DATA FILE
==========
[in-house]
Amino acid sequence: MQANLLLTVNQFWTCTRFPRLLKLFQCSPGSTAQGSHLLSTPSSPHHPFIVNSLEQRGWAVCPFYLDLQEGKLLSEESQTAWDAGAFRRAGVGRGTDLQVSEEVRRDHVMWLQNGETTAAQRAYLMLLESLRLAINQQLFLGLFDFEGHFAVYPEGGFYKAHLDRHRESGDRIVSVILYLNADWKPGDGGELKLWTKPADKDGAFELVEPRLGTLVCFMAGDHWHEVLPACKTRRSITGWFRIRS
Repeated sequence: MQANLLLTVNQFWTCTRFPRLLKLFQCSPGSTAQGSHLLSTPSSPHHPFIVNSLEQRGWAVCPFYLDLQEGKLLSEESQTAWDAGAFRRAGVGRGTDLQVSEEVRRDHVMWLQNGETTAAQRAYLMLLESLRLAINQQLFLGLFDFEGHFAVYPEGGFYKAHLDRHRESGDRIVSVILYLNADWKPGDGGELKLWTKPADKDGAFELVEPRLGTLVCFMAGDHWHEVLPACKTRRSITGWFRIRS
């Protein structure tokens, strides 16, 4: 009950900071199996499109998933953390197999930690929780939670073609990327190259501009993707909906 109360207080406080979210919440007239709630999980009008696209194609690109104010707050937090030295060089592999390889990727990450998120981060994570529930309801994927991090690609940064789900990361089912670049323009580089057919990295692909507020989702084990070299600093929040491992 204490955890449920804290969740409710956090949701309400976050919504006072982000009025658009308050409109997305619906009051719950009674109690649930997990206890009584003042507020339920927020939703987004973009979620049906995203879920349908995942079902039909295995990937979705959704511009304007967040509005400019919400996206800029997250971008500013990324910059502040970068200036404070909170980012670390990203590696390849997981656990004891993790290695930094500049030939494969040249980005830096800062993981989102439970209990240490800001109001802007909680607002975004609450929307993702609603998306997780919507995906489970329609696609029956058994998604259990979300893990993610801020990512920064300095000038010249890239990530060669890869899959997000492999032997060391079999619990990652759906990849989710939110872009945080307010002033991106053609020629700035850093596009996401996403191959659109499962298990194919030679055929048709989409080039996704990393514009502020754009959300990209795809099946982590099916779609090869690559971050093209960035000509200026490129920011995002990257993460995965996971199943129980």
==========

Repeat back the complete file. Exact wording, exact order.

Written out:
[in-house]
Amino acid sequence: MQANLLLTVNQFWTCTRFPRLLKLFQCSPGSTAQGSHLLSTPSSPHHPFIVNSLEQRGWAVCPFYLDLQEGKLLSEESQTAWDAGAFRRAGVGRGTDLQVSEEVRRDHVMWLQNGETTAAQRAYLMLLESLRLAINQQLFLGLFDFEGHFAVYPEGGFYKAHLDRHRESGDRIVSVILYLNADWKPGDGGELKLWTKPADKDGAFELVEPRLGTLVCFMAGDHWHEVLPACKTRRSITGWFRIRS
Repeated sequence: MQANLLLTVNQFWTCTRFPRLLKLFQCSPGSTAQGSHLLSTPSSPHHPFIVNSLEQRGWAVCPFYLDLQEGKLLSEESQTAWDAGAFRRAGVGRGTDLQVSEEVRRDHVMWLQNGETTAAQRAYLMLLESLRLAINQQLFLGLFDFEGHFAVYPEGGFYKAHLDRHRESGDRIVSVILYLNADWKPGDGGELKLWTKPADKDGAFELVEPRLGTLVCFMAGDHWHEVLPACKTRRSITGWFRIRS
């Protein structure tokens, strides 16, 4: 009950900071199996499109998933953390197999930690929780939670073609990327190259501009993707909906 109360207080406080979210919440007239709630999980009008696209194609690109104010707050937090030295060089592999390889990727990450998120981060994570529930309801994927991090690609940064789900990361089912670049323009580089057919990295692909507020989702084990070299600093929040491992 204490955890449920804290969740409710956090949701309400976050919504006072982000009025658009308050409109997305619906009051719950009674109690649930997990206890009584003042507020339920927020939703987004973009979620049906995203879920349908995942079902039909295995990937979705959704511009304007967040509005400019919400996206800029997250971008500013990324910059502040970068200036404070909170980012670390990203590696390849997981656990004891993790290695930094500049030939494969040249980005830096800062993981989102439970209990240490800001109001802007909680607002975004609450929307993702609603998306997780919507995906489970329609696609029956058994998604259990979300893990993610801020990512920064300095000038010249890239990530060669890869899959997000492999032997060391079999619990990652759906990849989710939110872009945080307010002033991106053609020629700035850093596009996401996403191959659109499962298990194919030679055929048709989409080039996704990393514009502020754009959300990209795809099946982590099916779609090869690559971050093209960035000509200026490129920011995002990257993460995965996971199943129980």